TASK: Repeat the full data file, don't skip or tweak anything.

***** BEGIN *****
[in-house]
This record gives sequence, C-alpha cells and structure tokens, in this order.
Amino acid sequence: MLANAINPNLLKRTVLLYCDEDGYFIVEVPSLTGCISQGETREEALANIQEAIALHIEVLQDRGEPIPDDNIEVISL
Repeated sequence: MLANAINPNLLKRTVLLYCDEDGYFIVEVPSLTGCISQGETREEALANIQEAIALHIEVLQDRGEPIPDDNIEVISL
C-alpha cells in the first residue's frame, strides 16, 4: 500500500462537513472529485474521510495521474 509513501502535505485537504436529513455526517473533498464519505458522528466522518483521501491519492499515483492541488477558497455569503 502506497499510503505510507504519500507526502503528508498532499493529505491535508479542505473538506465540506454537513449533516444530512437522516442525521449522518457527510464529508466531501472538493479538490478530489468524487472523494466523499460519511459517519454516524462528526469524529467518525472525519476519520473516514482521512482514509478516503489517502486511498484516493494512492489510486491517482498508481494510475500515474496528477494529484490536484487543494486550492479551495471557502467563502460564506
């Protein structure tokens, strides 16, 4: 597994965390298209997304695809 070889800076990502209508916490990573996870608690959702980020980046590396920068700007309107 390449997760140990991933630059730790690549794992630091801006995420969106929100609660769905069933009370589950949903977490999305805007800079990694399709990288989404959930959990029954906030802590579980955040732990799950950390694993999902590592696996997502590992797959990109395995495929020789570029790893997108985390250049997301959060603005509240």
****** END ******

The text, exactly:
[in-house]
This record gives sequence, C-alpha cells and structure tokens, in this order.
Amino acid sequence: MLANAINPNLLKRTVLLYCDEDGYFIVEVPSLTGCISQGETREEALANIQEAIALHIEVLQDRGEPIPDDNIEVISL
Repeated sequence: MLANAINPNLLKRTVLLYCDEDGYFIVEVPSLTGCISQGETREEALANIQEAIALHIEVLQDRGEPIPDDNIEVISL
C-alpha cells in the first residue's frame, strides 16, 4: 500500500462537513472529485474521510495521474 509513501502535505485537504436529513455526517473533498464519505458522528466522518483521501491519492499515483492541488477558497455569503 502506497499510503505510507504519500507526502503528508498532499493529505491535508479542505473538506465540506454537513449533516444530512437522516442525521449522518457527510464529508466531501472538493479538490478530489468524487472523494466523499460519511459517519454516524462528526469524529467518525472525519476519520473516514482521512482514509478516503489517502486511498484516493494512492489510486491517482498508481494510475500515474496528477494529484490536484487543494486550492479551495471557502467563502460564506
């Protein structure tokens, strides 16, 4: 597994965390298209997304695809 070889800076990502209508916490990573996870608690959702980020980046590396920068700007309107 390449997760140990991933630059730790690549794992630091801006995420969106929100609660769905069933009370589950949903977490999305805007800079990694399709990288989404959930959990029954906030802590579980955040732990799950950390694993999902590592696996997502590992797959990109395995495929020789570029790893997108985390250049997301959060603005509240």